How to Keep Fit in your Retirement

From a short stroll to the shops to a gentle swim or an exercise class, there are numerous ways you can keep fit in retirement. Here are some of the best retirement exercises to try.

How Much Exercise Should I Do?

Regular exercise is important as we get older, as our metabolism slows down. A fit and active retirement can burn off excess calories, helping keep the weight off.

In retirement, the government suggests that we take part in ‘moderate-intensity activity’, and government guidance suggests that adults aged 65 and over should do 150 minutes of ‘moderate-intensity activity each week’. You can break this up however you like, from 5-minute bursts to longer exercise sessions. 
Let’s take a look at the best retirement exercises that are ‘moderate-intensity activity’.

Walking

Did you know that May is National Walking Month? Walking is a great way to stay fit and active in your retirement, as it’s fun, flexible and free. Plus, it’s a great way to get out, see new sights and meet new people.

If you’re concerned about your joints and are wondering how to keep fit without running, then walking is a great option. As long as you’re walking at a pace intense enough for you to be slightly out of breath but still able to hold conversation, it’s classed as a ‘moderate-intensity activity’. 

Walking doesn’t have to be about setting off on long hikes, either. You can:

  • Take the stairs instead of elevators and escalators 
  • Walk to the shops 
  • Plan a longer walk or a ramble at a weekend 
  • Join a walking group

If you haven’t done much walking previously, you can start slowly and build the intensity at a rate that suits you.

In addition to this, if you need a little more inspiration for your walks, then take a look at our list of recommendations of some of the best walks in England.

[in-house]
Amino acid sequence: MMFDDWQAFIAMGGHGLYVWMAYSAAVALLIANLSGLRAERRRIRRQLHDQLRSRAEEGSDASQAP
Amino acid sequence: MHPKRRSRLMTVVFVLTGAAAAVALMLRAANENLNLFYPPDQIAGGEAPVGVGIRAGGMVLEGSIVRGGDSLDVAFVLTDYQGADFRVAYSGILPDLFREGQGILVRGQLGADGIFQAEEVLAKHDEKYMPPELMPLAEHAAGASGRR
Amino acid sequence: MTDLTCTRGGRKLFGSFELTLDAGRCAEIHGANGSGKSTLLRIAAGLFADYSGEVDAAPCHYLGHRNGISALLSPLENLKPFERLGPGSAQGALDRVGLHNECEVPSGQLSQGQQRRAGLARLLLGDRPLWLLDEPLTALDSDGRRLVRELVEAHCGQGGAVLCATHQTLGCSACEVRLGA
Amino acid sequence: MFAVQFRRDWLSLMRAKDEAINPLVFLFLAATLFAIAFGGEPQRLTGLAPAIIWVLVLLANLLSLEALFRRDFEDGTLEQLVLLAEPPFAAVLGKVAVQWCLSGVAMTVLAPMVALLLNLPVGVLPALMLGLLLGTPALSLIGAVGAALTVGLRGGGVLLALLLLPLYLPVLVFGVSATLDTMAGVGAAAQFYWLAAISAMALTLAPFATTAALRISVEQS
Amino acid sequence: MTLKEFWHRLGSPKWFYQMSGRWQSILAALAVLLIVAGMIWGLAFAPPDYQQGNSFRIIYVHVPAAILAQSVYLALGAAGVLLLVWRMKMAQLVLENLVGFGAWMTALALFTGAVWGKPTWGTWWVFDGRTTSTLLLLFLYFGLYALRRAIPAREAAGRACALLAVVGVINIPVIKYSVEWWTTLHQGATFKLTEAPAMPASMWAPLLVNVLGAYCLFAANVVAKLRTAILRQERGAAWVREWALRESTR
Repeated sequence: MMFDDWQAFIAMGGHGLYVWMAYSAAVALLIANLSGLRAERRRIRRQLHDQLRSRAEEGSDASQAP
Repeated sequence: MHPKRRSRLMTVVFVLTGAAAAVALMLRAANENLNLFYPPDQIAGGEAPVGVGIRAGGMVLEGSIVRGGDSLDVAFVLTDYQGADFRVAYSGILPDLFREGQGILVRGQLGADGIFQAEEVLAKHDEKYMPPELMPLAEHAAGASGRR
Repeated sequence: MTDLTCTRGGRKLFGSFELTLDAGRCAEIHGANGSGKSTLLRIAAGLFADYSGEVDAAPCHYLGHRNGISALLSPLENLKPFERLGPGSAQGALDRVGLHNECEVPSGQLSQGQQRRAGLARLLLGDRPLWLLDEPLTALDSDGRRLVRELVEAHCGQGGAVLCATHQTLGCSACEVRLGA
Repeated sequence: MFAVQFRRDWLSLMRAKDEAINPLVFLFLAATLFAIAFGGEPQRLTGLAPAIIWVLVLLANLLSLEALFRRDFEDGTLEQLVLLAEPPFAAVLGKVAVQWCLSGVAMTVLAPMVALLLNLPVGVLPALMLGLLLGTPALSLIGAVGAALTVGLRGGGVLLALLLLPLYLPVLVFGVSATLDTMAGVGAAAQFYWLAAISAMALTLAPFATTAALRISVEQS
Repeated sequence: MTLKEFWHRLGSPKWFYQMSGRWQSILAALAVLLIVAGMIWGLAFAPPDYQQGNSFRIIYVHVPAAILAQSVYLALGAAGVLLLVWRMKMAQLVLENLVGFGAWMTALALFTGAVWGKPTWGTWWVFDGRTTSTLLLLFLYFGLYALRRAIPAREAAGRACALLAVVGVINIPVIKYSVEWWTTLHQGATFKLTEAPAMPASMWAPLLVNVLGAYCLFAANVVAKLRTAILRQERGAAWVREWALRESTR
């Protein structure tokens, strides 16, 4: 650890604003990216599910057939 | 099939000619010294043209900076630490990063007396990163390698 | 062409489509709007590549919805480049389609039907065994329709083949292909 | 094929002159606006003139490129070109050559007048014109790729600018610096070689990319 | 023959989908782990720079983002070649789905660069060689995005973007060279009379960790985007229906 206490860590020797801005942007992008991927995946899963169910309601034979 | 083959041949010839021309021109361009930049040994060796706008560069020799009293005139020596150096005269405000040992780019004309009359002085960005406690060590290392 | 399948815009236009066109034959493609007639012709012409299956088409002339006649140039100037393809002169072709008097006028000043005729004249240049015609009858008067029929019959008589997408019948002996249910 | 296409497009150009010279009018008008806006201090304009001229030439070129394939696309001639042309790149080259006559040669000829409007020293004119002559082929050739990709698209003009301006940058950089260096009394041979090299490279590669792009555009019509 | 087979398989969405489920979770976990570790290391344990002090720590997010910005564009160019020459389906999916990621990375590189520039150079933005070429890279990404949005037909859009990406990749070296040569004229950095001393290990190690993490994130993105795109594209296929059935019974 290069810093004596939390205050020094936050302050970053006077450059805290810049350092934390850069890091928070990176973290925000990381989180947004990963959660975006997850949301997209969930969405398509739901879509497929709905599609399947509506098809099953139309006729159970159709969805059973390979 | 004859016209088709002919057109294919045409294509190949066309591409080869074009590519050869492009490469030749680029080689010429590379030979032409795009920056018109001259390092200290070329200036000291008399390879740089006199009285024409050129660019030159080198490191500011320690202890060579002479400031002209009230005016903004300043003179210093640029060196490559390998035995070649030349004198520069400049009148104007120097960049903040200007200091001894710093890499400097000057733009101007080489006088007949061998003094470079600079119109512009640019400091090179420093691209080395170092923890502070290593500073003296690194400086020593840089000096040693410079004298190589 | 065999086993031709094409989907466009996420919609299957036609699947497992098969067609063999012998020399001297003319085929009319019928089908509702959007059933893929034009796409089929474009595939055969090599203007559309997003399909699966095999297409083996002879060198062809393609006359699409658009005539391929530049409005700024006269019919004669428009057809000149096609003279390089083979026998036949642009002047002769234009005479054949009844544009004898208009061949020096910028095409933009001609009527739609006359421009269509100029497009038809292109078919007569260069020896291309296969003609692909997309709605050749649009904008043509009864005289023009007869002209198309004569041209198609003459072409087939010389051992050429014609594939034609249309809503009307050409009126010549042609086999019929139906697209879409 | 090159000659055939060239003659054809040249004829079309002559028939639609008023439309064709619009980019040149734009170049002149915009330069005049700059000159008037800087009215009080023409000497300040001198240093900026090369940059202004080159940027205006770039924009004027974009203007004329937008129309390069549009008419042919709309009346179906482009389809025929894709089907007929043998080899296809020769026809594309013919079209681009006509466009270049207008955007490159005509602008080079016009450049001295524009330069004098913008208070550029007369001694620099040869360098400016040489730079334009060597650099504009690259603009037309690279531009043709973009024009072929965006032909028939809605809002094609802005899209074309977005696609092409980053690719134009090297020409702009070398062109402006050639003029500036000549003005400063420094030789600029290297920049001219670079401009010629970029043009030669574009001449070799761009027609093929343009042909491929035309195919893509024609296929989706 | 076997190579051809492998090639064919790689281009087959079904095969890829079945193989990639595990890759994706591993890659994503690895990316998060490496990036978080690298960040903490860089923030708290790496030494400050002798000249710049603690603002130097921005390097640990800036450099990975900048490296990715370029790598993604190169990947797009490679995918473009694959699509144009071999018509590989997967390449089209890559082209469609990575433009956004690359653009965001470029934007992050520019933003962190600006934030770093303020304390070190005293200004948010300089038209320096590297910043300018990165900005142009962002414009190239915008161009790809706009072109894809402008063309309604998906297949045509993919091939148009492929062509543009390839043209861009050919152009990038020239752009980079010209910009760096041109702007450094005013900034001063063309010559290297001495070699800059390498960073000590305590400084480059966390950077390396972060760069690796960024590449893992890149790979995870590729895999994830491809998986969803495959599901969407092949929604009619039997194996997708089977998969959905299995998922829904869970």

Swimming and Water Aerobics 

If you have joint or mobility issues, then swimming can be a good alternative to walking, as it places far less stress on your joints. When you swim, around 90% of your body weight is supported by the water, providing a relatively weightless environment that is particularly useful if you have painful joint movements or arthritis.

If you don’t fancy swimming lengths, then water aerobics could be a good alternative. Many public leisure facilities offer classes specifically designed for retirees and, as well as burning up to 300 calories per session, these water workouts provide a great social atmosphere.

Cycling 

There’s no reason why growing older means having to slow down. Cycling is great for your cardiovascular health and can help to keep your heart healthy. Plus, much like swimming, it’s a low impact exercise.

 The Guardian revealed that cycling also helps to slow down the loss of muscle mass, stabilise cholesterol levels and improve immunity. 

However, if you choose to take up cycling, then it’s best to start slowly. Begin on an indoor bike and flat ground, before gradually adding inclines and monitoring your heart rate. When you’re ready, you can then hit the open roads. If you’re interested in making new friends or challenging yourself, then join one of the many local cycling groups. Many of these are located close to our retirement properties, too. 

Tennis 


 
If you’d like to mix your exercise with a competitive edge, then tennis could be the perfect solution; particularly if you join Seniors Tennis GB, who host regular competitions throughout the year. 
 
Whether you’re just taking up the game or hoping to hone your skills, tennis is a great retirement sport as it keeps you active and social. It can also help you improve your balance, coordination and flexibility. Plus, the creativity and agility required to play tennis help keep your brain active.

Exercise Classes 

A gym can be a great place to build muscle, take part in cardiovascular activity away from the cold and rain, or make new friends at an exercise class. You’ll find specialist keep fit classes for over 60s, too. So you don’t need to worry about being pushed too hard. 

Yoga 

Yoga does not count towards your 150 minutes of ‘moderate-intensity activity’ per week, but it does count as strength training and is an effective way to improve flexibility, core and balance. If you’re worried about falls as you get older, then yoga is a good solution, as studies show that it can help to prevent falls by strengthening your lower body - particularly your knees and ankles. 

Yoga is commonplace in leisure centres and health clubs, but you can also find NHS approved exercises online

All of these sports and activities are great solutions for retirees of all ages. Plus, as well as keeping you fit and active in your retirement, they can also help you meet new friends.

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